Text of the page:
Thursday, April 19, 2007

Democracy defined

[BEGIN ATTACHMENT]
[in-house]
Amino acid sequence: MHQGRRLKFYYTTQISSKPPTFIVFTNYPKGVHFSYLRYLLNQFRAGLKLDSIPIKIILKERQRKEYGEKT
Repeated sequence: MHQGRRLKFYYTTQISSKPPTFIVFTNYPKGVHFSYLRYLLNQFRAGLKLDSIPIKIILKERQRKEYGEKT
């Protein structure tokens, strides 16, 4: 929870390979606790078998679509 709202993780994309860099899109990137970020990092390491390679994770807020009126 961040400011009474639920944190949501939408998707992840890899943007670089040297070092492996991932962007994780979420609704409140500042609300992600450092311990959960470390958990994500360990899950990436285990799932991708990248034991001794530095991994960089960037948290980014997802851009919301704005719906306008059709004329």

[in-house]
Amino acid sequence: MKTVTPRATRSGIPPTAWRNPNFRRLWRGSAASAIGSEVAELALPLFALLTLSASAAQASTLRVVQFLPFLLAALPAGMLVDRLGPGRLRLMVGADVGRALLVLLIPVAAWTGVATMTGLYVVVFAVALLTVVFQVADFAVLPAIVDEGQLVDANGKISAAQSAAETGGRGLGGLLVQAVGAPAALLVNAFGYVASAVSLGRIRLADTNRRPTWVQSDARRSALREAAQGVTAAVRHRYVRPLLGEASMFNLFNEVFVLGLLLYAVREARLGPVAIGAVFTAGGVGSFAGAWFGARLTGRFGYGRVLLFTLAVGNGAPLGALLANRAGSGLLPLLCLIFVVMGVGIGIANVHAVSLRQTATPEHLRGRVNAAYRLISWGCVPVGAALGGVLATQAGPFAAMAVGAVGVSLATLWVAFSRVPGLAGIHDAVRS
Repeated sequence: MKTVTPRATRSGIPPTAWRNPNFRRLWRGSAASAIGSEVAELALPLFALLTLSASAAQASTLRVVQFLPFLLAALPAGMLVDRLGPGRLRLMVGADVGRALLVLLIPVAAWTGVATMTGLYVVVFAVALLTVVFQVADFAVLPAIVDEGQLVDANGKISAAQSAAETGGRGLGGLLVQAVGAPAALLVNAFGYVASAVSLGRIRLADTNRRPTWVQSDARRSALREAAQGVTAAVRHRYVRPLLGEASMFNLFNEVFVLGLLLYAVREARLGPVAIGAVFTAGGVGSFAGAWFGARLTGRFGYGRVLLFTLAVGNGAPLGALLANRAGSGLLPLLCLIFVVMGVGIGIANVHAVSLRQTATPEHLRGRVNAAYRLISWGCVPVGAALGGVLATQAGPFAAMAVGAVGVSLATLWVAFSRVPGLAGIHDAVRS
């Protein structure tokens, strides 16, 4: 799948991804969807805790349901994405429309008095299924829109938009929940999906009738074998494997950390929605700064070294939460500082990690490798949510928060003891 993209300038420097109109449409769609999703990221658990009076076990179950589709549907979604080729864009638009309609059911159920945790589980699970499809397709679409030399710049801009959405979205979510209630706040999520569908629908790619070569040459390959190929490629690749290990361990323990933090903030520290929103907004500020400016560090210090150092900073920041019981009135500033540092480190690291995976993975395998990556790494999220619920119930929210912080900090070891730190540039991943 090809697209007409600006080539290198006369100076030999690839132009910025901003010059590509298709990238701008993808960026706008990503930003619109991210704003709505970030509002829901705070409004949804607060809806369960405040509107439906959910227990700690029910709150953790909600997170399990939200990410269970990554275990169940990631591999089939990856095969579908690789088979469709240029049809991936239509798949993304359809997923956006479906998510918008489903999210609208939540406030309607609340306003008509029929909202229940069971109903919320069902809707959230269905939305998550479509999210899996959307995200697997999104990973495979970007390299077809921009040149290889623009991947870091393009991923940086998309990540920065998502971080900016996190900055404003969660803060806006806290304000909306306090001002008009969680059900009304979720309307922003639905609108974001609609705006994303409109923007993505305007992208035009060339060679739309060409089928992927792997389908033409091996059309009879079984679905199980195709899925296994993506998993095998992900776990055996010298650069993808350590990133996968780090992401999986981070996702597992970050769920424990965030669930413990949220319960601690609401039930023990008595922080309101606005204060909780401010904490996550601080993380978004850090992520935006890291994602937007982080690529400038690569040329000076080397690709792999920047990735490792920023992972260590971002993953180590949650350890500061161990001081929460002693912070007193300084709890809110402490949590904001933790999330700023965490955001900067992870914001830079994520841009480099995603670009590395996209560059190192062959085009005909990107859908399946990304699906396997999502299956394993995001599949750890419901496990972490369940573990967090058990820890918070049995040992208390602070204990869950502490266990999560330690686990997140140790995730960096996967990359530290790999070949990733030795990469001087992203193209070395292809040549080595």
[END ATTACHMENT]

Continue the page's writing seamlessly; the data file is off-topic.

So far Australian involvement in Afghanistan hasn't evoked the debate of Iraq, unlike Canada where the opposition parties have become increasingly critical of their involvement, although there is some anxiety about continued support for the war. Defenders admit that: While the democratically-elected Karzai government might be struggling to satisfy popular demands for law and order and public services, it is undoubtedly a better option than the two likely alternatives: a return of Taliban medievalist theocracy or rule by unstable coalitions of corrupt, brutal and incompetent local warlords. Yet we must ask why a democratically elected government seems to face such increasingly effective opposition. Both the Iraqi and Afghan governments are so dependent on their foreign backers that they do not exercise sovereignty. This is a statement of fact. The fact that parliaments were democratically elected does make them a democratic regime. If elections alone were enough, Imperial Germany was much more democratic than the United States of Woodrow Wilson. No doubt the current governments are infinitely preferable to those who would replace them. There was an argument after the Iraq war about wether not democratic regimes could be established by force. We could imagine a democratic government repressing by force a violent minority insurgency with its own military forces, but if the battle is conducted by military forces not under its control than this government ceases to be sovereign. Overall the Iraq debate has suffered through a failure to define terms and a tendency to use 'democracy' as meaning that which is desirable. So one side Adam Carr: Saddam Hussein's regime collapsed on 9 April and Iraq came under American and British military occupation. The occupation continued until July 2004, when authority was handed over to an interim Iraqi administration. Elections were held in 2005 and a fully democratic government established, despite a continuing terrorist campaign by remnants of the former regime and jihadists from other countries. Yet it is true that current Iraqi government is a 'puppet regime'. Perhaps it has no choice, but if a government is elected democratically and is then unable to exercise effective sovereignty the result must be disillusion. There is a broader point about democracy. Marxists have traditionally tried to strike a balance in the definition of democracy between form and substance. The mere holding of reasonably free and fair elections is likely to indicate a regime that is a considerable improvement on a regime that does not hold elections. However there have to be effective opportunities for subordinate classes to mobilise and influence policy. Sometimes traditions of deference can demobilise subordinate classes, the low levels of electoral turnout in early post-independence India or as Peter Lindert notes in many of the new European democracies of the 1920s are examples. Recent discussion of democracy either regards the liberal aspects as all that is significant, or it goes to the other extreme and dismisses all democracies as frauds, a position sometimes oddly combined with nostalgia for a imagined past of true democracy.



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